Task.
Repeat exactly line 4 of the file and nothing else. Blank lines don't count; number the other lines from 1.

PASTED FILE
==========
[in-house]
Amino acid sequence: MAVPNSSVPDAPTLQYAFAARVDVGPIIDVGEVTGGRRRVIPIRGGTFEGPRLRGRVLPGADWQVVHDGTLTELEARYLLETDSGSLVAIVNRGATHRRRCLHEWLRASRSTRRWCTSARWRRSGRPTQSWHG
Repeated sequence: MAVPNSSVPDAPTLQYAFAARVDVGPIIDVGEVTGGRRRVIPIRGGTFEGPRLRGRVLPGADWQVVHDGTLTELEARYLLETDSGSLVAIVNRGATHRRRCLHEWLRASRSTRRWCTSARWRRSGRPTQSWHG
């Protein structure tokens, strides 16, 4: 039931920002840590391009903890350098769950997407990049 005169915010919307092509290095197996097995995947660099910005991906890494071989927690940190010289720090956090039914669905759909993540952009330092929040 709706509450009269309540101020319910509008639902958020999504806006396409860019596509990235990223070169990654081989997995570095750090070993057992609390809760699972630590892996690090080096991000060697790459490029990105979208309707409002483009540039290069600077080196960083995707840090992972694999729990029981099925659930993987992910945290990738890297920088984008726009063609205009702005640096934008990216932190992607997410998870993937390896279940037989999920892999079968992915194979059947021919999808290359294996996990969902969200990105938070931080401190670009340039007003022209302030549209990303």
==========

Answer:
């Protein structure tokens, strides 16, 4: 039931920002840590391009903890350098769950997407990049 005169915010919307092509290095197996097995995947660099910005991906890494071989927690940190010289720090956090039914669905759909993540952009330092929040 709706509450009269309540101020319910509008639902958020999504806006396409860019596509990235990223070169990654081989997995570095750090070993057992609390809760699972630590892996690090080096991000060697790459490029990105979208309707409002483009540039290069600077080196960083995707840090992972694999729990029981099925659930993987992910945290990738890297920088984008726009063609205009702005640096934008990216932190992607997410998870993937390896279940037989999920892999079968992915194979059947021919999808290359294996996990969902969200990105938070931080401190670009340039007003022209302030549209990303």